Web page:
One of the more compelling scenes within the movie is where Deon is having a personal conversation with Chappie, who is resting with his back against the wall exhibiting human body language. As Chappie develops throughout the story, you begin to care for him, you get worried, you feel for him. If you didn’t feel these things you need to take a strong hard look at your humanity and your empathy.

On days like today, days that everyone has from time to time, we need some light to ease the dark settling into our lungs …

… Sarah Kay and spoken word poetry is always a good place to start.

To find a perfection in a moment, when the only thing that matters is her, and you, and the intimacy. The world can keep burning but in that moment, there exists a cosmic alignment of everything that is right in this existence. To know this, to fight for this, is why we exist

(found in my notebook, dated 20 July 2013.)

There is an irony in finding solace and understanding in your own work, written in times gone by.
We read to find an understanding in texts and words of those infinity wiser, yet sometimes the most profound and surprising is our own; words written in pain, in dire understanding. Wisdom we found in ourselves once, lost, and found again.

(found in my notebook, dated 20 July 2013.)

The night is only dark if you let it. It should never be as black as the rain on a cold winters eve. The night is our own, and shall never be lost in the abyss. We own the night, and we bring it warmth and light.

(found in my notebook, dated 15 July 2012.)

He who fights with monsters should look to it that he himself does not become a monster. And when you gaze long into an abyss the abyss also gazes into you. Friedrich Nietzsche (1886) Beyond Good and Evil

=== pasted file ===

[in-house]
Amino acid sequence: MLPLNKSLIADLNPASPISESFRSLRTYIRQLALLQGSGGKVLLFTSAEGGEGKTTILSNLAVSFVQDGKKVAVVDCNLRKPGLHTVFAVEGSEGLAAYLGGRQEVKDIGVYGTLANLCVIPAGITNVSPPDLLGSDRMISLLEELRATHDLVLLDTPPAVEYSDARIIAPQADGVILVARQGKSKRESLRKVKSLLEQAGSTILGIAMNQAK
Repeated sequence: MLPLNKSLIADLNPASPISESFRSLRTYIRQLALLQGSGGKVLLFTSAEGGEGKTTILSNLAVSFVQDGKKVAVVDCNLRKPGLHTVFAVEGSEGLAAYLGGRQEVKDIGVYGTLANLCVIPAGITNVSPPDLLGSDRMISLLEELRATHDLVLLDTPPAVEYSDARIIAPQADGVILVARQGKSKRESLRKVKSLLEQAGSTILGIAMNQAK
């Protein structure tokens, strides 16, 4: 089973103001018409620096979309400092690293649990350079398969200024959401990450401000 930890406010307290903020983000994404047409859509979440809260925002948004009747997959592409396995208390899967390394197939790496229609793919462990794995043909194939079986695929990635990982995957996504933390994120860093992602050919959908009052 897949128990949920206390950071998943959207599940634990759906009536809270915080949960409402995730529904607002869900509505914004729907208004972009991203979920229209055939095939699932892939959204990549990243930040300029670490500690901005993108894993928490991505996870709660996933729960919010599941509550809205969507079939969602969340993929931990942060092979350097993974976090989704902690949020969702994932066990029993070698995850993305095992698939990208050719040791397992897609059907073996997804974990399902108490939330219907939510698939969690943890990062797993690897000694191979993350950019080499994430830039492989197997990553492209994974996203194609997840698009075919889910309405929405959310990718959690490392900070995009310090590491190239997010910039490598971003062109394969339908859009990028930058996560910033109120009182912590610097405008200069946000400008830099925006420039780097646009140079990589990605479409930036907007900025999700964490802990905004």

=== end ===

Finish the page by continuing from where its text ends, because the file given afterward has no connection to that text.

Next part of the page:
For a long time we find ourselves trying to understand monsters, to give reason to the past. In doing so, without realising it, we become the very same monster. It can take months to notice the monster that reflects in the mirror, slowly forming into our own demons. When we finally choose to unshackle the chains, removed from home, a hope reminds us of who we are. An unexpected face, a beautiful smile; soft hands that wash away the grime, uncovering our heart.
We know that a time will come, when we will return to a place where demons roam. To battle them on our own …

… In hope they don’t consume us again.

To sit somewhere, and feel more alone than ever before. Staring into the distance. Lost in thought. To feel the first moist droplet form and roll down your cheeks and into your lap. To feel the rest flow, silently, down the same path as the first. Each droplet representing every moment had, every moment felt, and every moment you desire again.  To feel sadness that sweeps you away into a place of sorrow. To find yourself still sitting there, alone.